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Red Clover Wine

A number of people have asked me for a  recipe for red clover wine, so here it is.
As with most of my wine recipes, it is adapted from Roger Phillips “Wild Food” this is one of my all time favourite books on wild food and I thoroughly recommend it.

 

 

2 litres of red clover blossom – I pick them into a litre jug to measure them. Press down lightly & add more til you get the amount.

2 oranges

2 lemons

1 litre white grape juice

1kg caster sugar

wine yeast

Pick your blossoms when they are freshly opened, with no brown bits. You need to use them immediately or they will turn brown.  Scrupulously clean a bucket – I use sterilising powder. It will need to be large enough to hold a gallon of liquid ( I use a very large tupperware style 15 litre container with a lid. This means I can double up the ingredients to make enough for 2 demijohns if I want) Heat 3 litres of water with the sugar, stirring to dissolve. When it reaches the boil pour it over the red clover flowers. Add the chopped oranges & lemons. When it cools down to about blood temperature add your yeast.  I use a teaspoon of Young’s dried active wine yeast. When cool add the litre of grape juice. This is to add tannins to the wine. You could add raisins instead or a teabag (if doing either of these you need to make up the extra litre of water)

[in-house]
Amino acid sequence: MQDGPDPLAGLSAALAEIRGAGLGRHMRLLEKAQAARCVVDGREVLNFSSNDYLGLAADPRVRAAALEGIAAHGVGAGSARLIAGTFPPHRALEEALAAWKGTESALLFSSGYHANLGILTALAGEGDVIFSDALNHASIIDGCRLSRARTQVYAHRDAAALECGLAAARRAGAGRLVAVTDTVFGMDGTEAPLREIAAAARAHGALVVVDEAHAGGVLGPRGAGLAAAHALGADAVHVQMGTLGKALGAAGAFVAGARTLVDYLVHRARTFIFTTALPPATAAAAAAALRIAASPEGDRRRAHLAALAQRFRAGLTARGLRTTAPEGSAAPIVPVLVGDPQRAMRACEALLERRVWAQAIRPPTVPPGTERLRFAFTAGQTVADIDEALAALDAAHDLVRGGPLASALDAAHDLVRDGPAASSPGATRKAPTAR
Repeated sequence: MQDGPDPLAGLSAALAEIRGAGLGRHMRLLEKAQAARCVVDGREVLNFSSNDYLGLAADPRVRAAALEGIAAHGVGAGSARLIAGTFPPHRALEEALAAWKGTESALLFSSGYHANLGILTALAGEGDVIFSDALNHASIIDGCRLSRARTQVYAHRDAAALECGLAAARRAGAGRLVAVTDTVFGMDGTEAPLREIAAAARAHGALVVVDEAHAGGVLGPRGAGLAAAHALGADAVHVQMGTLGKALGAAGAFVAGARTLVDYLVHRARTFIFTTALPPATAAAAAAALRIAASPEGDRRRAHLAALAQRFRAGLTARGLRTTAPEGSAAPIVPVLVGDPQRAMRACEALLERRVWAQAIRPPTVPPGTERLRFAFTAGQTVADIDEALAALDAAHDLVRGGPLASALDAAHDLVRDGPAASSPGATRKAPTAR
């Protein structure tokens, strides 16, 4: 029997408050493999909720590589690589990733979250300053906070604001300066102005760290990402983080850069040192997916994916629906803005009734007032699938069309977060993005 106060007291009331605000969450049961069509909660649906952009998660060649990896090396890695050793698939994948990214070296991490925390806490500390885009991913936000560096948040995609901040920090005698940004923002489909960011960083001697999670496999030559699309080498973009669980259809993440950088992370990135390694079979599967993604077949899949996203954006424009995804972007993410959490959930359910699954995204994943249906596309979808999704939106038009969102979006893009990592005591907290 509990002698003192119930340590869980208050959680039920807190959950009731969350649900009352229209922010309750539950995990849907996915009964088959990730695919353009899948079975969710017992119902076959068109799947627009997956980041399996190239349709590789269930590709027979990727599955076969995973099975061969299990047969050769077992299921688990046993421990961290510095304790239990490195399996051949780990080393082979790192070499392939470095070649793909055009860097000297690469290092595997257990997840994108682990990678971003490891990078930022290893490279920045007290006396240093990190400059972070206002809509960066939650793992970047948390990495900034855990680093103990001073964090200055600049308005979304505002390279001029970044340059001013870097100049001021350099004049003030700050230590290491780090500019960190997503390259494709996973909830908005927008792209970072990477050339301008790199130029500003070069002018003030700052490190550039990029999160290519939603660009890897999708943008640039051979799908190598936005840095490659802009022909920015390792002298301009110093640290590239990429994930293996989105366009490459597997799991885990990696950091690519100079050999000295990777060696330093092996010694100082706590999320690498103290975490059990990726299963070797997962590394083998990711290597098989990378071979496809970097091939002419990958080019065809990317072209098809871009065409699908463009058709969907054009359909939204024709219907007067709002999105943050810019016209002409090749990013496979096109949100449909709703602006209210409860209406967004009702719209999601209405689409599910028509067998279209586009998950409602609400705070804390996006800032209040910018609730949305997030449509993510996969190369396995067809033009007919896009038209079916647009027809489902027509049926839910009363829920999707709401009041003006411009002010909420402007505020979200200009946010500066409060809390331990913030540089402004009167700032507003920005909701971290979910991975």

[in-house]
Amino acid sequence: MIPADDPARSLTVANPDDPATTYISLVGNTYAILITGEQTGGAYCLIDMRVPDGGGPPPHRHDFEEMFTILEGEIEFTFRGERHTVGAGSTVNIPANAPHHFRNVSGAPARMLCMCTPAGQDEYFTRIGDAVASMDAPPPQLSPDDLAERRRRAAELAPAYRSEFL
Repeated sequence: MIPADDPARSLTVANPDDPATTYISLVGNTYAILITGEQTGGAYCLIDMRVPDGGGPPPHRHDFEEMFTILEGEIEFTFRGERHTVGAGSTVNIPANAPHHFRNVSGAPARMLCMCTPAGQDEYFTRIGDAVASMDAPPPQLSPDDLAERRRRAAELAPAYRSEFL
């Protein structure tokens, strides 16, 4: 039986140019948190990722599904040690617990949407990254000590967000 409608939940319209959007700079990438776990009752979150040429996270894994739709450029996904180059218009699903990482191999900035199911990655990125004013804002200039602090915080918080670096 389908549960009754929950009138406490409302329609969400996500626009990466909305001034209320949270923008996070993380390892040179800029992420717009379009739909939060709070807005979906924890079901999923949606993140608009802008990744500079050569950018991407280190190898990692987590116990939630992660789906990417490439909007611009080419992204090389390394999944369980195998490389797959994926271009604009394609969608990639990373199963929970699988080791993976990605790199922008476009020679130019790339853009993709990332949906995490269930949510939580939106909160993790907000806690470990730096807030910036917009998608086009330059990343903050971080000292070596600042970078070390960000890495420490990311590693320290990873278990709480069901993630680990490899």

Cover your bucket or container so no little insects can get in, a lid is best. Leave it for 5 days to start fermenting, then strain off into a super clean demi john. I cover the air gap with a piece of kitchen towel or muslin & elastic band for a couple of days before I fit the airlock while fermentation is very lively as I’ve had overspills in the past. When it calms down a little then I add enough cooled boiled water to bring the liquid just below the neck of the demi john.

 

 Once it has finished fermenting, or there abouts, “rack” into a clean demijohn – syphon off the wine, I use a cheap plastic syphon tube from the home brew shop which cost a couple of pounds. This should  leave the layer of sediment at the bottom.  Leave to settle and clear, then it is ready for bottling and drinking. I found it was delicious immediately after I bottled it (about 4 months later) but did not keep well so I would advise quick drinking! I found it to be a mellow, refreshing wine. Red clover is said to be good for balancing estrogen and as a skin and blood cleanser, which is what I smugly told myself as I glugged my daily glass.
Let me know how you get on!
 

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One response

  1. Pingback: To be in Clover | rambling ratz

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